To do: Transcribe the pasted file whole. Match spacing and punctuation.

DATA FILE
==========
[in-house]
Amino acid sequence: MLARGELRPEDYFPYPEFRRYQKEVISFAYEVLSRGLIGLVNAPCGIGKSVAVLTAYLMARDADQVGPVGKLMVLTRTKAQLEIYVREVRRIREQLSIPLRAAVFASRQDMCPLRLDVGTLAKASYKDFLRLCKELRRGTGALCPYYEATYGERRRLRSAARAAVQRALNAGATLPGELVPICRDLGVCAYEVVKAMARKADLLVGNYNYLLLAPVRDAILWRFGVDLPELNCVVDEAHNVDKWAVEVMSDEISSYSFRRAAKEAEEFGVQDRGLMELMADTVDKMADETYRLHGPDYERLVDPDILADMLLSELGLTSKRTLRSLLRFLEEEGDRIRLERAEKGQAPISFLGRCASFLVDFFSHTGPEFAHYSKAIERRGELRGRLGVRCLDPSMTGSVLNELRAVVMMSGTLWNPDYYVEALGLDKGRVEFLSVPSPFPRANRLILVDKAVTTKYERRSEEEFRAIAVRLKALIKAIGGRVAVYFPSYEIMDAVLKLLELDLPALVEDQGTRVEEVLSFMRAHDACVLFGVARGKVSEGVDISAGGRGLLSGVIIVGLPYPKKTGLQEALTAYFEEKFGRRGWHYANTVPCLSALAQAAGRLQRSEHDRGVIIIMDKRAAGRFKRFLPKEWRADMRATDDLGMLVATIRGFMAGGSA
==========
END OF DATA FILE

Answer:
[in-house]
Amino acid sequence: MLARGELRPEDYFPYPEFRRYQKEVISFAYEVLSRGLIGLVNAPCGIGKSVAVLTAYLMARDADQVGPVGKLMVLTRTKAQLEIYVREVRRIREQLSIPLRAAVFASRQDMCPLRLDVGTLAKASYKDFLRLCKELRRGTGALCPYYEATYGERRRLRSAARAAVQRALNAGATLPGELVPICRDLGVCAYEVVKAMARKADLLVGNYNYLLLAPVRDAILWRFGVDLPELNCVVDEAHNVDKWAVEVMSDEISSYSFRRAAKEAEEFGVQDRGLMELMADTVDKMADETYRLHGPDYERLVDPDILADMLLSELGLTSKRTLRSLLRFLEEEGDRIRLERAEKGQAPISFLGRCASFLVDFFSHTGPEFAHYSKAIERRGELRGRLGVRCLDPSMTGSVLNELRAVVMMSGTLWNPDYYVEALGLDKGRVEFLSVPSPFPRANRLILVDKAVTTKYERRSEEEFRAIAVRLKALIKAIGGRVAVYFPSYEIMDAVLKLLELDLPALVEDQGTRVEEVLSFMRAHDACVLFGVARGKVSEGVDISAGGRGLLSGVIIVGLPYPKKTGLQEALTAYFEEKFGRRGWHYANTVPCLSALAQAAGRLQRSEHDRGVIIIMDKRAAGRFKRFLPKEWRADMRATDDLGMLVATIRGFMAGGSA